Foot Care and Diabetes
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Taking care of your feet
Not all people with diabetes have problems with their feet, but having
diabetes may put you more at risk of developing foot problems such as
- loss of feeling ( which means you may not know you have hurt your feet).
This is known as peripheral neuropathy
- poor blood supply
- slower healing
For further information on peripheral neuropathy see the neuropathy leaflet
To avoid these problems good control of your blood sugars, blood pressure, and
cholesterol levels is important. Furthermore, if you smoke, you are strongly
advised to stop.
A suitably trained health professional should assess your feet every year to
assess your risk of developing foot problems and the need for more frequent
review by a podiatrist.
Treat your feet with respect. If your skin breaks, even a tiny cut or
blister, see your diabetes nurse or doctor.
How can I take care of my feet ?
- Check your feet and shoes daily. If you can't reach them use a mirror
or ask someone else to look.
- Keep your feet clean and dry gently between the toes.
- Moisturise your skin with hand cream or aqueous cream- but not between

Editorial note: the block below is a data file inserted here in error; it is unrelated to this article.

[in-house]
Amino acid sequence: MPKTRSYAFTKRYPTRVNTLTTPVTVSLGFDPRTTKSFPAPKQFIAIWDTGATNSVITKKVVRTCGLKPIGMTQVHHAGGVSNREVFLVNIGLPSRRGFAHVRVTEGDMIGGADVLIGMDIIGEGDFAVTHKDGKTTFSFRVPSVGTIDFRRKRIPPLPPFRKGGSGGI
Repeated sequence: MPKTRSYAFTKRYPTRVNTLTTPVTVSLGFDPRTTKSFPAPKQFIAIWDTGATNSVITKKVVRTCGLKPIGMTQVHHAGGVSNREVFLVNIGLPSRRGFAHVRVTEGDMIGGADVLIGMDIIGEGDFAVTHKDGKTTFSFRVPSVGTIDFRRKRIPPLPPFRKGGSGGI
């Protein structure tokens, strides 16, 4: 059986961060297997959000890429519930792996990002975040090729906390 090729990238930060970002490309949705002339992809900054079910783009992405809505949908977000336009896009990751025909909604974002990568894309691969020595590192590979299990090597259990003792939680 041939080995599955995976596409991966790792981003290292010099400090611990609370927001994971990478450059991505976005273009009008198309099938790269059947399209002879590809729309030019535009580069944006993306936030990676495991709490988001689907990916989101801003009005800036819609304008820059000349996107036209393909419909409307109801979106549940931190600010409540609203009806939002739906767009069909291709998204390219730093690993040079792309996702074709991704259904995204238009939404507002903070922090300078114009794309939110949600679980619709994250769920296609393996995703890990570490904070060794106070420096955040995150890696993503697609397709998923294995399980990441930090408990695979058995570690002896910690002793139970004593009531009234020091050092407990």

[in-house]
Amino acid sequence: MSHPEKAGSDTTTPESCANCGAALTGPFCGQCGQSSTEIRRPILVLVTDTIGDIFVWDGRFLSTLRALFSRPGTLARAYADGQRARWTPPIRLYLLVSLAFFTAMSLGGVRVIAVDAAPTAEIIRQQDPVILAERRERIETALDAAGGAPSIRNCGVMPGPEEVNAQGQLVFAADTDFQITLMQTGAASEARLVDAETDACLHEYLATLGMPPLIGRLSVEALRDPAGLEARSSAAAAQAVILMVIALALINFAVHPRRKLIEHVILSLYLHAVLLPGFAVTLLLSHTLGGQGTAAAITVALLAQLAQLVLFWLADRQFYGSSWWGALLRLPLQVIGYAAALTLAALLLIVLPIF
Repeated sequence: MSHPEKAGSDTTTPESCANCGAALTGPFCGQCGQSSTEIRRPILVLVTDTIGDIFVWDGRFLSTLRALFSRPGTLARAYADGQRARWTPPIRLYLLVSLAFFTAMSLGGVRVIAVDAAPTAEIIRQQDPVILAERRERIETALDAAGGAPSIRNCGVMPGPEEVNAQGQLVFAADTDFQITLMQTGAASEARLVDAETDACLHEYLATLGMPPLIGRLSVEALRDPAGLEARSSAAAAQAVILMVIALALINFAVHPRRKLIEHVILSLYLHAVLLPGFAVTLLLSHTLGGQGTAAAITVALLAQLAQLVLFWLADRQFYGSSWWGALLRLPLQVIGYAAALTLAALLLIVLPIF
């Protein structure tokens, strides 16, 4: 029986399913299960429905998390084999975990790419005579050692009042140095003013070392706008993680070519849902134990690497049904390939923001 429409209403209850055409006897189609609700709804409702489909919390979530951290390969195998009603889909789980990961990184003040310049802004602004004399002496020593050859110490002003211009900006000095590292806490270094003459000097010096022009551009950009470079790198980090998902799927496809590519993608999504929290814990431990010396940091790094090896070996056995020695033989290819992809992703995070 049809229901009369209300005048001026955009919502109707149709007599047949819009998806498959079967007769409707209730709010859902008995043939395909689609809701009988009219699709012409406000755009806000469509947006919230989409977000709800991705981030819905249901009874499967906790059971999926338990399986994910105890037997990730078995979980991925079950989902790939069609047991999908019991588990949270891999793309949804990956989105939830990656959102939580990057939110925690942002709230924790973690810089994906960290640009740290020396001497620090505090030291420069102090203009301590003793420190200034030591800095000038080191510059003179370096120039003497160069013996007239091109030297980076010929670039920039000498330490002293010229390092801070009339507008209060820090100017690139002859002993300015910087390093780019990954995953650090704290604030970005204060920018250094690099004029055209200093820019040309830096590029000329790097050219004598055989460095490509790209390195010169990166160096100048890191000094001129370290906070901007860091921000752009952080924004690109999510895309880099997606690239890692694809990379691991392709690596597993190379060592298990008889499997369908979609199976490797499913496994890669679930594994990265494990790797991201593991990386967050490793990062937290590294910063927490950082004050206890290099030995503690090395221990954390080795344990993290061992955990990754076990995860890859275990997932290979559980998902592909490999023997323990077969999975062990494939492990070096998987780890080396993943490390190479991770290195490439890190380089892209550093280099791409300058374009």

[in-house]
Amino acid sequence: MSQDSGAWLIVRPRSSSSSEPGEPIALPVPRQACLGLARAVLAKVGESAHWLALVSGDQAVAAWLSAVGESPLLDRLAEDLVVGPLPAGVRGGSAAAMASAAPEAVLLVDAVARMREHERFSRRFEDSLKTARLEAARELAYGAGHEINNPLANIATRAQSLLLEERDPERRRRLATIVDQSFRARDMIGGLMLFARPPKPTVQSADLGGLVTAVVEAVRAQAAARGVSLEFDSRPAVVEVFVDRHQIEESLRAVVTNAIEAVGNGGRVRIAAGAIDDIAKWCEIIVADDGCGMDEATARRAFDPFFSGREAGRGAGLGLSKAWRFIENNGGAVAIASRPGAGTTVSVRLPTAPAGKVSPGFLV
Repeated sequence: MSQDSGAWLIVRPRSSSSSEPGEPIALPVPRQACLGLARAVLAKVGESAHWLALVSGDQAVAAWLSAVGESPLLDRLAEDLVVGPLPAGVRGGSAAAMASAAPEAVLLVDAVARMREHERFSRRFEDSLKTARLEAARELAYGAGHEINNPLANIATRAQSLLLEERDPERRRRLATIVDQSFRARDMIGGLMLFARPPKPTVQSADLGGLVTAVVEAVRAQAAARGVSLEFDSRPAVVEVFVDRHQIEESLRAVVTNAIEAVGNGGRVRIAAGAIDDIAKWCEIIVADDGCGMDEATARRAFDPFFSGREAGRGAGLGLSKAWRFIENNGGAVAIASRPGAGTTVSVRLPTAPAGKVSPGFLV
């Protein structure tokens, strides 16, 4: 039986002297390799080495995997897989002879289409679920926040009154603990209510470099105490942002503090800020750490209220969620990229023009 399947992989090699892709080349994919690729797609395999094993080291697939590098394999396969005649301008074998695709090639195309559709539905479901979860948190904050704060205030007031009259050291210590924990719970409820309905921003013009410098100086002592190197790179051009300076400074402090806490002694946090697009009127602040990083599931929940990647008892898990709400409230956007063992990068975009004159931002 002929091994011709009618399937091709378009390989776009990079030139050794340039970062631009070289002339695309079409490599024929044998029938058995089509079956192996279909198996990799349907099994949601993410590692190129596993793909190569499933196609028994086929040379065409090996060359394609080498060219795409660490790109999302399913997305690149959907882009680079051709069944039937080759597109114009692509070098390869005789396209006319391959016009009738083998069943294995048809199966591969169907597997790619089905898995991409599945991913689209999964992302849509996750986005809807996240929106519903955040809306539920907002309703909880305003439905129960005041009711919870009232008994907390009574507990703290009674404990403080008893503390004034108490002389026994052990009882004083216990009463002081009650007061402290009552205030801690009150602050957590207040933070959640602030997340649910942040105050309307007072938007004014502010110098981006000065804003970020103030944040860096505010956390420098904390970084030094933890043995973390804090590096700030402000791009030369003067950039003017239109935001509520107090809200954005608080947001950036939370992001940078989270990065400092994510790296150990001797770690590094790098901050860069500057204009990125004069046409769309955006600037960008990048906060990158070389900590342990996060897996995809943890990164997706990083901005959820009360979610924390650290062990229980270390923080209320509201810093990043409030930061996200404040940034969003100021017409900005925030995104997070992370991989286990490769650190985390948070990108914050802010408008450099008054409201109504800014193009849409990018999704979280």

- Wear shoes or slippers at all times. Wear the right shoes for the job.
- Cut your nails (softer after washing) according to the shape of your toe.
If you can't cut your nails see a state-registered chiropodist (podiatrist)
- Choose shoes, which provide good support. They must be broad, long and
deep enough, so have them measured for length and width. Check that you
can wriggle all your toes in your shoes.
- Wear new shoes for short periods of time to begin with.
- Check your shoes for ridges, sharp points or sticking out nails. Tip shoes
upside down before putting on.
- Loose fitting cotton socks or stockings are best. Choose ones without
ridges or seams. If they do have these wear them inside out. Change them
- Do not treat corns or calluses yourself.
- Never use surgical blades or corn paring knives or corn remedies on your
feet. Go to a podiatrist.
- Avoid extremes of temperature - heat or cold.
- Avoid very hot baths. Put cold water in first then add hot water and test
with your elbow.
- Avoid sitting close to fires or radiators
- Avoid hot water bottles and electric blankets. Wear warm loose bed socks
- Do not walk barefoot if you have lost sensation in your feet.
- When in the sun always use high factor sunscreen on your feet and always
wear suitable footwear to protect them.
- Do not dig down the sides of your nails.
- Do not smoke.
- Avoid excessive alcohol intake.
Badly fitting shoes can cause problems for the feet such as blisters,
corns, hard skin, bunions and hammer toe. For advice on footwear see: Footwear leaflet
Report any sign of infection, throbbing, discolouration or discharge to
your podiatrist or to your general practitioner.